The exhibition is collated from both public and private collections with contributions in the catalogue from Ireland’s leading literary figures, Seamus Heaney and Dermot Healy. The show will travel widely in Ireland and also to the Centre Culturel Irlandais in Paris.
Many critics have commented on the literary nature of Seymours’s work and his work has graced the covers of literary anthologies. But perhaps it is best to let the pictures be pictures and express something in that way, rather than be reduced to language. Seamus Heaney says of the work, “What I admire about Seymour is that he has no obvious design upon me but leaves me alone with things that are entirely persuasive in their own right”3
One of the more recent paintings, Hiberno Head, expresses something of what Heaney describes. A headless figure presents a fish to us – the viewers – from a twilight landscape. The image is in one way powerfully literal, but also expresses something nameless, something beyond words. Heaney writes: “His [Seymour’s] technique in the immediate painterly sense seems to me unquestionable, but he has a technique in the more important sense that the poet Patrick Kavanagh once assigned to it , when he defined it as ‘a method for getting at life’. And the fact of the matter is that getting at life is extremely difficult”.
1 Jim Smyth Dermot Seymour ,‘Fish, Flesh and Fowl’: A Retrospective, 2011, 11
2 Ibid. 12
3 Seamus Heaney on Dermot Seymour 2011
FROM afar, on a window, the drawing looks like a tribal pattern of circles and white contour lines. It is so smooth it could be a transfer or a large window sticker. When I come up close I can see that it was not made by a machine – as I had initially thought – but by hand with an ordinary white paint marker. Thus begins my experience of Niall the Buitlear’s show ‘Out of Order’ at the LAB in Dublin; an exhibition that presents a body of work that operates on two levels: from a distance and up close and personal.
Entering the main gallery I encounter what feels like the heart of the exhibition, a series of dark small-scale sculptures, carefully displayed inside three glass vitrines. They seem like solid, heavy objects, perhaps made of clay or ash and perfectly geometric, though with slight variations in height, shape or width. They resemble miniature buildings, slightly alien, with expertly twisted turrets and towers, or a series of experiments of someone trying to build a new contraption.
Viewing these works at close quarters, one can see traces of the artist everywhere, in the silver working lines of a pencil or on a small edge where one strand of paper (for they are made of ordinary black paper) meets the next. It’s enjoyable to see this indication of process, the slight irregularities. De Buitlear has stated that, “the [works] are not perfect or geometric, that is not their purpose. If they were, that would be something a computer could do” (1).
The other work downstairs consists of a series of framed drawings with white lines on the same black paper. At a distance they look like ground plans or maps and at the same time remind me of Mayan or Aboriginal art, the primitive patterns evoking something mysterious. On closer inspection the lines are slightly transparent and not so rigid. It is hard to gain access to the meaning behind this work, because it is so focused on the surface, as if the artist was totally absorbed in the process of making.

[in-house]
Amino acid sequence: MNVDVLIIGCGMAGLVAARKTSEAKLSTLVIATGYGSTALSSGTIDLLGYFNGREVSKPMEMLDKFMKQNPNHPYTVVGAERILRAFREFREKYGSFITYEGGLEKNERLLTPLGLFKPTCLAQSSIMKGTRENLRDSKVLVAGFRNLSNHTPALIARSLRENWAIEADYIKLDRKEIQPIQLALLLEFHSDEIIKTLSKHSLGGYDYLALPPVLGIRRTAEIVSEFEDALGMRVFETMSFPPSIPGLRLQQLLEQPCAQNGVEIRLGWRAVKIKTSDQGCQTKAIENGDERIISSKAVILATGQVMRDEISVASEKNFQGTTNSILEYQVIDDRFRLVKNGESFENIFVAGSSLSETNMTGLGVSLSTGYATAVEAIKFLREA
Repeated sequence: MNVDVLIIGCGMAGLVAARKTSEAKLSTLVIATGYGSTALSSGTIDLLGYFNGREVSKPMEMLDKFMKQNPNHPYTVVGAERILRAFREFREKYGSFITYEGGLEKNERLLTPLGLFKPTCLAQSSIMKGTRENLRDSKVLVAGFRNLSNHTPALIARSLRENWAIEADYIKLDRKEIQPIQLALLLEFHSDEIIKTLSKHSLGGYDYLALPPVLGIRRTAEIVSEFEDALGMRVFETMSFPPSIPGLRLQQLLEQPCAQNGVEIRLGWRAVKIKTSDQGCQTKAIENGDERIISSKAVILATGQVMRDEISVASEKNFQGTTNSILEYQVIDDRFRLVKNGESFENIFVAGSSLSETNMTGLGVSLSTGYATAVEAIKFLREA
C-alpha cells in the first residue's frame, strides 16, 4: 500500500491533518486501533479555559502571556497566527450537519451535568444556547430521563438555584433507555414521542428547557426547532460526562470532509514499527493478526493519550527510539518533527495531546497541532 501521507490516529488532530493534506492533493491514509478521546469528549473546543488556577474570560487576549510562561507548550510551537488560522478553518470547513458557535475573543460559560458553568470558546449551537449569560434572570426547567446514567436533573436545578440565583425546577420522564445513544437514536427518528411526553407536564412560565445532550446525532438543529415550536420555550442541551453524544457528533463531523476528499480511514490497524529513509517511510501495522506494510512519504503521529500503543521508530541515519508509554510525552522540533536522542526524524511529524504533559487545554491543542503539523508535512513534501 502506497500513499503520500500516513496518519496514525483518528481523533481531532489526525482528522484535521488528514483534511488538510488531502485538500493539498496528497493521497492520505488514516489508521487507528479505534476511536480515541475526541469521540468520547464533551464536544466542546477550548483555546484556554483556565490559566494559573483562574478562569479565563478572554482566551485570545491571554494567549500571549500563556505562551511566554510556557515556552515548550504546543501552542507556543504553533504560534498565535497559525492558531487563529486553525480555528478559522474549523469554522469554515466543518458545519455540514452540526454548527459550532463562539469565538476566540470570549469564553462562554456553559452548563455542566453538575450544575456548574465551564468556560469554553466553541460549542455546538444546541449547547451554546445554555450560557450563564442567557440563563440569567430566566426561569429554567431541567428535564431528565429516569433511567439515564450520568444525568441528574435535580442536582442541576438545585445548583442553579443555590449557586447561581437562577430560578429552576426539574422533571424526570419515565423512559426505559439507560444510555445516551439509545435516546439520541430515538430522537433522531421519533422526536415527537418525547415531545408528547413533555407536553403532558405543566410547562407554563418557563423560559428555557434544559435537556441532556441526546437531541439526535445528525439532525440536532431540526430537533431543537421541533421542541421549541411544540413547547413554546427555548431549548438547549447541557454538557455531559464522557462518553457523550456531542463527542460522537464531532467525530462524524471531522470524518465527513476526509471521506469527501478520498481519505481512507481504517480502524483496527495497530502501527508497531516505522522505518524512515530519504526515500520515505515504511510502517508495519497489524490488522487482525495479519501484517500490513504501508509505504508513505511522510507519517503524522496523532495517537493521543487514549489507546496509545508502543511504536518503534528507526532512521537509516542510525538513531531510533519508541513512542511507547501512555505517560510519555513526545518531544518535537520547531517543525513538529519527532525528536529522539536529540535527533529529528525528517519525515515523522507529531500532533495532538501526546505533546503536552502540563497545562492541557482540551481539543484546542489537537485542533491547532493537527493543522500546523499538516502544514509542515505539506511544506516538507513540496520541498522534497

On the walls in the upstairs gallery hang another set of drawings, black ink on white paper in the shape of cartoon speech bubbles. They are based on a misreading of a photograph of a three- dimensional sculpture, pictured from above so that,
to the artist, it appeared to be a drawing. From afar the drawings look almost tangible yet after zooming in they become interesting in their unevenness, the overlap of marker on marker, the slight quiver of a line. I’ve started to look for these marks now, minuscule signals of the artist.
In an interview conducted after I’d seen the exhibition Niall and I briefly spoke about the type of art some men make, ‘macho’ art, the art of biennales – shows of power and might. This work isn’t about making grand, sweeping statements. It doesn’t talk about war, poverty, sex, love, lust or desire. All the works in his show are small, quiet, refined even, a continuation of previous work. Niall didn’t want to make large works with a ‘wow’ factor, the kind of work people enjoy purely because of its scale or complexity.
I asked Niall if he avoids direct references. He stated there are no obvious reference points, rather, there is an elemental aspect to this work that could relate to a number of things: minimalism, aspects of craft, design and utilitarian objects. But also symbolism, the occult, Neolithic stone engravings, ancient Irish mark-making – “The process is to discover something rather than to project something out, so it’s bound to hit on similarities to other things.”(2)
The works in this show focus on the act of making – so much so that the materials, unlike some of Niall’s earlier work, cease to talk about the outside world. They become tools of expression and of process, functional and formal, as if they exist only to give shape to drawings and sculptures. Niall agreed, “now it’s just about materials from an art shop, so that the other elements can take over” (3).
This work is undoubtedly about process – and it is highly personal; the artist followed a nearly instinctive and subjective path, each piece referencing a specific thing, an earlier work perhaps, or a chance encounter. It might have been a challenge for some visitors (who didn’t get the chance to interview the artist after seeing the show) to fully experience these nuances in the work – to get into them, so to speak. What remained for the viewer were marks, traces, echoes of the artist’s physical presence on the outside surface of works that describe an inner world.
1. In conversation with the artist.